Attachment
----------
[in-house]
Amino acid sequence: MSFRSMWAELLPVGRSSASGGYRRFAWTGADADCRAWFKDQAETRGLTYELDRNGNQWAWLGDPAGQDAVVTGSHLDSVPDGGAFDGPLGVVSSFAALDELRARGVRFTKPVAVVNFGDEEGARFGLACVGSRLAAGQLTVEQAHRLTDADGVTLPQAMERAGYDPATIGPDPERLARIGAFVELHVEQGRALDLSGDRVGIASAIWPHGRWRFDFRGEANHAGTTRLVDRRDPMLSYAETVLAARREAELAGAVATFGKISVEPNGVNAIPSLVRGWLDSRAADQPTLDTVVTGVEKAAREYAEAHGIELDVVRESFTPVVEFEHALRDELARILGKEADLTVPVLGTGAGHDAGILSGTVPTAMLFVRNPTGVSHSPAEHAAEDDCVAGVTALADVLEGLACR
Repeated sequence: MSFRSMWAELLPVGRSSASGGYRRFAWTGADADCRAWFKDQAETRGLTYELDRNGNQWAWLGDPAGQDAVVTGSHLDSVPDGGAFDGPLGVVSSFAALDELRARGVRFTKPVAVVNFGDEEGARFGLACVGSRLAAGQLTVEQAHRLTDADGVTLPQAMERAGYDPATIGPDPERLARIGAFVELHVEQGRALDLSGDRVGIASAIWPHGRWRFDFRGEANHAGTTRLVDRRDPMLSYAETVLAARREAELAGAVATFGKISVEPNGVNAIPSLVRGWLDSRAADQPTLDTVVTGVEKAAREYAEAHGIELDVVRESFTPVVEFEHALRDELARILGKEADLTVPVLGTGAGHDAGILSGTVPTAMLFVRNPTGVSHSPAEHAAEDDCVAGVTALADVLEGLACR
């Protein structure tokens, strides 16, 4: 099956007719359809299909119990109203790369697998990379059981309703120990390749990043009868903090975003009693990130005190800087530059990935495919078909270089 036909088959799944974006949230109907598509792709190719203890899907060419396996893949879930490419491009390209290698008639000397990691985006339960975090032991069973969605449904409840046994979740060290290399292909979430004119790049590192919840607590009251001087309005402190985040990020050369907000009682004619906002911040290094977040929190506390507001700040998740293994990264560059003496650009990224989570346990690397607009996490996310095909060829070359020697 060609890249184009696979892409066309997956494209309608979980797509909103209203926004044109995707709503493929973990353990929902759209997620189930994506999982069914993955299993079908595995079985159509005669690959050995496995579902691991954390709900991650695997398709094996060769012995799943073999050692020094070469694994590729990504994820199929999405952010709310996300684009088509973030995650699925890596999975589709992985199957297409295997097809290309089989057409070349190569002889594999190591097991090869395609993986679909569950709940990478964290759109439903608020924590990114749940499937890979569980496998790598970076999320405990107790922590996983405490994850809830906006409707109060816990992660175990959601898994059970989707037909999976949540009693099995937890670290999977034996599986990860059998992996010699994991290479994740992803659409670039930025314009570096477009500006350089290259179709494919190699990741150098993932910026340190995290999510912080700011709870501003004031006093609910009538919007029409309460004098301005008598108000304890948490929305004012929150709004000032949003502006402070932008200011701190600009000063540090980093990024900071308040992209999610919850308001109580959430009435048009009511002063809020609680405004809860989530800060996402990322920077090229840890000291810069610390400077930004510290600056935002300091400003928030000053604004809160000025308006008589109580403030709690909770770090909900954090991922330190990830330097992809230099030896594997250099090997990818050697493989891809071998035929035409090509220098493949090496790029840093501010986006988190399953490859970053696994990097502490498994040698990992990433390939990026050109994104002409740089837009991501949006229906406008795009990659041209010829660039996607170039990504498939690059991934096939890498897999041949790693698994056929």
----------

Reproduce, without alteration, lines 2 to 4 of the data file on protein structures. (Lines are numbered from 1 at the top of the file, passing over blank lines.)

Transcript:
Amino acid sequence: MSFRSMWAELLPVGRSSASGGYRRFAWTGADADCRAWFKDQAETRGLTYELDRNGNQWAWLGDPAGQDAVVTGSHLDSVPDGGAFDGPLGVVSSFAALDELRARGVRFTKPVAVVNFGDEEGARFGLACVGSRLAAGQLTVEQAHRLTDADGVTLPQAMERAGYDPATIGPDPERLARIGAFVELHVEQGRALDLSGDRVGIASAIWPHGRWRFDFRGEANHAGTTRLVDRRDPMLSYAETVLAARREAELAGAVATFGKISVEPNGVNAIPSLVRGWLDSRAADQPTLDTVVTGVEKAAREYAEAHGIELDVVRESFTPVVEFEHALRDELARILGKEADLTVPVLGTGAGHDAGILSGTVPTAMLFVRNPTGVSHSPAEHAAEDDCVAGVTALADVLEGLACR
Repeated sequence: MSFRSMWAELLPVGRSSASGGYRRFAWTGADADCRAWFKDQAETRGLTYELDRNGNQWAWLGDPAGQDAVVTGSHLDSVPDGGAFDGPLGVVSSFAALDELRARGVRFTKPVAVVNFGDEEGARFGLACVGSRLAAGQLTVEQAHRLTDADGVTLPQAMERAGYDPATIGPDPERLARIGAFVELHVEQGRALDLSGDRVGIASAIWPHGRWRFDFRGEANHAGTTRLVDRRDPMLSYAETVLAARREAELAGAVATFGKISVEPNGVNAIPSLVRGWLDSRAADQPTLDTVVTGVEKAAREYAEAHGIELDVVRESFTPVVEFEHALRDELARILGKEADLTVPVLGTGAGHDAGILSGTVPTAMLFVRNPTGVSHSPAEHAAEDDCVAGVTALADVLEGLACR
């Protein structure tokens, strides 16, 4: 099956007719359809299909119990109203790369697998990379059981309703120990390749990043009868903090975003009693990130005190800087530059990935495919078909270089 036909088959799944974006949230109907598509792709190719203890899907060419396996893949879930490419491009390209290698008639000397990691985006339960975090032991069973969605449904409840046994979740060290290399292909979430004119790049590192919840607590009251001087309005402190985040990020050369907000009682004619906002911040290094977040929190506390507001700040998740293994990264560059003496650009990224989570346990690397607009996490996310095909060829070359020697 060609890249184009696979892409066309997956494209309608979980797509909103209203926004044109995707709503493929973990353990929902759209997620189930994506999982069914993955299993079908595995079985159509005669690959050995496995579902691991954390709900991650695997398709094996060769012995799943073999050692020094070469694994590729990504994820199929999405952010709310996300684009088509973030995650699925890596999975589709992985199957297409295997097809290309089989057409070349190569002889594999190591097991090869395609993986679909569950709940990478964290759109439903608020924590990114749940499937890979569980496998790598970076999320405990107790922590996983405490994850809830906006409707109060816990992660175990959601898994059970989707037909999976949540009693099995937890670290999977034996599986990860059998992996010699994991290479994740992803659409670039930025314009570096477009500006350089290259179709494919190699990741150098993932910026340190995290999510912080700011709870501003004031006093609910009538919007029409309460004098301005008598108000304890948490929305004012929150709004000032949003502006402070932008200011701190600009000063540090980093990024900071308040992209999610919850308001109580959430009435048009009511002063809020609680405004809860989530800060996402990322920077090229840890000291810069610390400077930004510290600056935002300091400003928030000053604004809160000025308006008589109580403030709690909770770090909900954090991922330190990830330097992809230099030896594997250099090997990818050697493989891809071998035929035409090509220098493949090496790029840093501010986006988190399953490859970053696994990097502490498994040698990992990433390939990026050109994104002409740089837009991501949006229906406008795009990659041209010829660039996607170039990504498939690059991934096939890498897999041949790693698994056929």